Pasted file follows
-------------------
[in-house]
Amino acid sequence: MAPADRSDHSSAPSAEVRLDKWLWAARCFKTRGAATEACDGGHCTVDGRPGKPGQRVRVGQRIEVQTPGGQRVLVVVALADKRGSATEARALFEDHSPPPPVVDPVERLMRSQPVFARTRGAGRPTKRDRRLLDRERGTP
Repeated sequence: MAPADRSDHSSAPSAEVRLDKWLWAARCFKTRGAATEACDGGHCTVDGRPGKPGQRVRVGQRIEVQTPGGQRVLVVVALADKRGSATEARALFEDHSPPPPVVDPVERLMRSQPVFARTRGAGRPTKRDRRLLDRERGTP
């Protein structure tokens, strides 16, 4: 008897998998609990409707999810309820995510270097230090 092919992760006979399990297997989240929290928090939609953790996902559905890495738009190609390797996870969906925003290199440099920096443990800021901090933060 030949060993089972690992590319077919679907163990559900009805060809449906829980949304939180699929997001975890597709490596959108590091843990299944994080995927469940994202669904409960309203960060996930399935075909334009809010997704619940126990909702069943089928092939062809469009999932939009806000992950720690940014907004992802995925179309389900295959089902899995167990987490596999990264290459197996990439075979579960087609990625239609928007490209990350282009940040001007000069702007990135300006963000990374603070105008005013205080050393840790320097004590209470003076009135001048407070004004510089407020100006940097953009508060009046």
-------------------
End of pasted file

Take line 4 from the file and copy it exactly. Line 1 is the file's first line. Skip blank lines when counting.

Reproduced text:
């Protein structure tokens, strides 16, 4: 008897998998609990409707999810309820995510270097230090 092919992760006979399990297997989240929290928090939609953790996902559905890495738009190609390797996870969906925003290199440099920096443990800021901090933060 030949060993089972690992590319077919679907163990559900009805060809449906829980949304939180699929997001975890597709490596959108590091843990299944994080995927469940994202669904409960309203960060996930399935075909334009809010997704619940126990909702069943089928092939062809469009999932939009806000992950720690940014907004992802995925179309389900295959089902899995167990987490596999990264290459197996990439075979579960087609990625239609928007490209990350282009940040001007000069702007990135300006963000990374603070105008005013205080050393840790320097004590209470003076009135001048407070004004510089407020100006940097953009508060009046």